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Mayor Assembles Task Force To Examine Violence In Kansas City

Elle Moxley
Kansas City Mayor Sly James, bottom right, announces the formation of a Citizen Task Force to prevent violence.

Kansas City Mayor Sly James recited a list of wins for the city at a press conference Wednesday.

  • A Choice Neighborhoods Implementation Grant from the Department of Housing and Urban Development.
  • A designation as one of just four so-called “smart cities” worldwide.
  • A partnership with the Royals and Major League Baseball to open an Urban Youth Academy near 18th and Vine.

“But the reality is simply this: none of these things, none of these great accomplishments, really mean anything if people don’t feel safe in this city,” James said, announcing the formation of a Citizen Task Force to look at ways to prevent violence.
Despite the efforts of the Kansas City No Violence Alliance and other anti-crime groups such as AdHoc, Aim4Peace and Mothers in Charges, the year-to-date homicide rate has surpassed that of 2014.

James said he was considering creating the task force even before he began his second term as mayor earlier this year, but the last straw was a triple homicide in September that claimed the life of two teens and an infant.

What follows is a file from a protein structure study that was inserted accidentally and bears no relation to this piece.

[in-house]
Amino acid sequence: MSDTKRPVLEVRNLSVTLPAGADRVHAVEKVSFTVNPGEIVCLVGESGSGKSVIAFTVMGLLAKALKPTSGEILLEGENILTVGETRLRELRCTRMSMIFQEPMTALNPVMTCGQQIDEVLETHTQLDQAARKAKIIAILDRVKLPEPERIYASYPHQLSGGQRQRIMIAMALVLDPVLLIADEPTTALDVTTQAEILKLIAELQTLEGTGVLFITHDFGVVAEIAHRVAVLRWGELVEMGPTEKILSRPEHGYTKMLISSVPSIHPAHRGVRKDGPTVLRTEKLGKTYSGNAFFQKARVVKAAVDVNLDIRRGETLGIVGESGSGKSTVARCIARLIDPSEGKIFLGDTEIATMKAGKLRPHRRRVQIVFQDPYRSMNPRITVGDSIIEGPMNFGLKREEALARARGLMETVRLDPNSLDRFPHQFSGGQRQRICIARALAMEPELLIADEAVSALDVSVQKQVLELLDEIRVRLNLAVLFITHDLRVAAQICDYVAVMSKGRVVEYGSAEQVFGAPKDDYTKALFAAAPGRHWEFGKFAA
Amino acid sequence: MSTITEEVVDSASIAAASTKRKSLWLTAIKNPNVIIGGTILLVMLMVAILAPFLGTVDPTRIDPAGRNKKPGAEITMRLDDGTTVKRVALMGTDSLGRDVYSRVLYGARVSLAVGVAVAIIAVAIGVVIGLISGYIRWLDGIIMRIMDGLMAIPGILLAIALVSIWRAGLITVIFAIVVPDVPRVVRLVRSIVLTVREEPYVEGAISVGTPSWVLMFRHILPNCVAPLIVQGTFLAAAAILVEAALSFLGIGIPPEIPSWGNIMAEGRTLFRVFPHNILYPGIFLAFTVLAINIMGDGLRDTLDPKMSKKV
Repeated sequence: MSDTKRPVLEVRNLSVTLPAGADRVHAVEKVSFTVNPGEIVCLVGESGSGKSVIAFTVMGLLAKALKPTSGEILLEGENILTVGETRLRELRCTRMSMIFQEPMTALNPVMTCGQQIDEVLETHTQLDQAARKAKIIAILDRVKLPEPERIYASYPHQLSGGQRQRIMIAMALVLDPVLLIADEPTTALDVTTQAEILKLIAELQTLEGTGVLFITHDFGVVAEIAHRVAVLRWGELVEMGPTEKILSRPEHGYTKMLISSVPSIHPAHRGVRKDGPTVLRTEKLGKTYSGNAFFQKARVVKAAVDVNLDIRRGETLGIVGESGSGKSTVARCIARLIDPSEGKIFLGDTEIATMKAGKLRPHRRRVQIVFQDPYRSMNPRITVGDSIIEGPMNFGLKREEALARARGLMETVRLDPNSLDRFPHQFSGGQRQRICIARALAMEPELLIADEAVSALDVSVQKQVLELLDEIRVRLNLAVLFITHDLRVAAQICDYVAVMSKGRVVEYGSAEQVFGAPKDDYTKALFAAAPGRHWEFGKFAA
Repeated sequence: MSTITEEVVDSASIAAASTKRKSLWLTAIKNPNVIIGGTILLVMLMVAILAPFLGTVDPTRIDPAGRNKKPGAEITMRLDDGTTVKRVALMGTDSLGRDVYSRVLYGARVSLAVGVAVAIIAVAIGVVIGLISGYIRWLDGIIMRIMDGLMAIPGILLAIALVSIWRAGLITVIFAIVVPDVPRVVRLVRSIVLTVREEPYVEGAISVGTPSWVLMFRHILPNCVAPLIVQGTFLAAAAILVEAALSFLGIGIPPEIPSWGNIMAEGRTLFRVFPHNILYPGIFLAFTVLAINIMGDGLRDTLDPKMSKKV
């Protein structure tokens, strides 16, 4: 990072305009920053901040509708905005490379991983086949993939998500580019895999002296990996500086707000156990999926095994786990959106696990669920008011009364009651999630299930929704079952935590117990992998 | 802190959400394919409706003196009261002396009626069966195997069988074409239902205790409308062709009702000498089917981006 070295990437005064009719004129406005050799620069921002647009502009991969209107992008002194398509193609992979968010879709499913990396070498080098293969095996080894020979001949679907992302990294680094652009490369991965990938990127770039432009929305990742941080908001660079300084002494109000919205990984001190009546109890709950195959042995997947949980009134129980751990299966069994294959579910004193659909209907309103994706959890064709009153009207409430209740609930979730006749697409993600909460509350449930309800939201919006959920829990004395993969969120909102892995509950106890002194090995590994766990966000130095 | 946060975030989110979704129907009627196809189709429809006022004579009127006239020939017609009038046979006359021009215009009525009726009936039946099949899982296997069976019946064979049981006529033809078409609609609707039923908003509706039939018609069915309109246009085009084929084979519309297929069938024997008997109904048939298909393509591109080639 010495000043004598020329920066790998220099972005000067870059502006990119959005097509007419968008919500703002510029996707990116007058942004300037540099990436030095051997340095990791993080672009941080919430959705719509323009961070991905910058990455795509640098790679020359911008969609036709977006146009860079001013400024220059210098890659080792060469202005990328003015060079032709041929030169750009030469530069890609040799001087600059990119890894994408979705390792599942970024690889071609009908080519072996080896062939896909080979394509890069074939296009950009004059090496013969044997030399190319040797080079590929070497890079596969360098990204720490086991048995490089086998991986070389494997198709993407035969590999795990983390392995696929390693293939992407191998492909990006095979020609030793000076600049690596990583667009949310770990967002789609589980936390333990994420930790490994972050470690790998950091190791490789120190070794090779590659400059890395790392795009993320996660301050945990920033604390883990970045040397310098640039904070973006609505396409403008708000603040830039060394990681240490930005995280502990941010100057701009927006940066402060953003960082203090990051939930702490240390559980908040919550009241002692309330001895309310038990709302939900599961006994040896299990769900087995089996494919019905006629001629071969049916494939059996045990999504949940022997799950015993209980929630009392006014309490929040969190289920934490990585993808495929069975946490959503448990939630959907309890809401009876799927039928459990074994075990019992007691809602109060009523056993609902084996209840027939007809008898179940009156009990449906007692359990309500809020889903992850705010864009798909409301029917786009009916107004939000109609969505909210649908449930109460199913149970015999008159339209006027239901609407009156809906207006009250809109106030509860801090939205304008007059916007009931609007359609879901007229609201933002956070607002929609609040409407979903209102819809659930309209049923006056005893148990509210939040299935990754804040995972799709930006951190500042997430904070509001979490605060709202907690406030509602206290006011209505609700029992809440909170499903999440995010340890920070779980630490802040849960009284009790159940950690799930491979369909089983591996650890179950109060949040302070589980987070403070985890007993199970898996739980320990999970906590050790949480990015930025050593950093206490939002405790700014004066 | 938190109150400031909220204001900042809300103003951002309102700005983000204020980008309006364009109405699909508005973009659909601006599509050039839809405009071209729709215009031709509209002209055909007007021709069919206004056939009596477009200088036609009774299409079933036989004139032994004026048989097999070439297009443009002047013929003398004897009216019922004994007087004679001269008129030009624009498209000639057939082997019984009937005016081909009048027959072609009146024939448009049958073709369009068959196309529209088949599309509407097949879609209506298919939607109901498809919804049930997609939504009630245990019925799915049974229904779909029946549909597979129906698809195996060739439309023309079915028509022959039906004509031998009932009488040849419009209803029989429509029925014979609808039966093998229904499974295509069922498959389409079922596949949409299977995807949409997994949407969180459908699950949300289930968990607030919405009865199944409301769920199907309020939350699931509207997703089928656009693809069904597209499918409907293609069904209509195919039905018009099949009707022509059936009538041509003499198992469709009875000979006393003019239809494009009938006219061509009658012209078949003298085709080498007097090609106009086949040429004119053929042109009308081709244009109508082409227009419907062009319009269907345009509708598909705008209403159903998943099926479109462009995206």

It’s not that other initiatives aren’t working, James said. It’s that most of the city’s anti-crime groups have specific objects. For example, KC NOVA uses focused deterrence to identify individuals who are likely to commit violent acts together.

“Domestic violence deaths are up. Child abuse deaths are up,” James said. “KC NOVA doesn’t do that. They can’t be there. It’s not a group activity.”

Councilwoman Jolie Justus, a former state senator who will lead the group alongside Andres Dominguez with the Health Care Foundation of Greater Kansas City, says she’s committed to producing something tangible over the next 12 months.

“When someone gives me an intractable problem, I don’t let go until it gets done,” said Justus.

That said, Justus said she recognizes many of the task force’s recommendations will take lobbying in Jefferson City to ultimately enact.

“We know there are lots of things we don’t have control over. Funding for mental health? We get it. That’s a tough issue to crack. Gun safety? We understand the political state of where we are,” Justus said.

But James pushed back when reporters began asking how the task force would be any different than other initiatives to prevent violence in Kansas City.

He said even if efforts had failed in the past, it was still his duty as mayor to try.

“If we can’t eradicate poverty and poor education,” James said, “can we get guns out of the hands of people who should use them?”

Other members of the task force include:

  • Deidre Anderson, United Inner City Services
  • Charles Atwell, Foland Wickens, P.C.
  • Charles Caisley, Kansas City Power & Light
  • Councilwoman Alissia Canady
  • Jose Faus, artist
  • Pastor Tina Harris, Grand Avenue Temple United Methodist Church
  • Atty. Jill M. Katz
  • Jonathan Kemper, Commerce Bank
  • Rodney Knott, ReEngage Staffing Services
  • Raytown Supt. Allan Markley
  • Atty. Nancy Olivares
  • Asst. City Prosecutor D.J. Pierre
  • Judy Sherry, Judy Sherry Consortium, Advertising & Marketing
  • Rosilyn Temple, Mothers in Charge
  • Wick Thomas, Kansas City Public Library
  • Jackson County Legislator Crystal Williams

Elle Moxley is a reporter for KCUR. You can reach her on Twitter @ellemoxley.

Elle Moxley covered education for KCUR.
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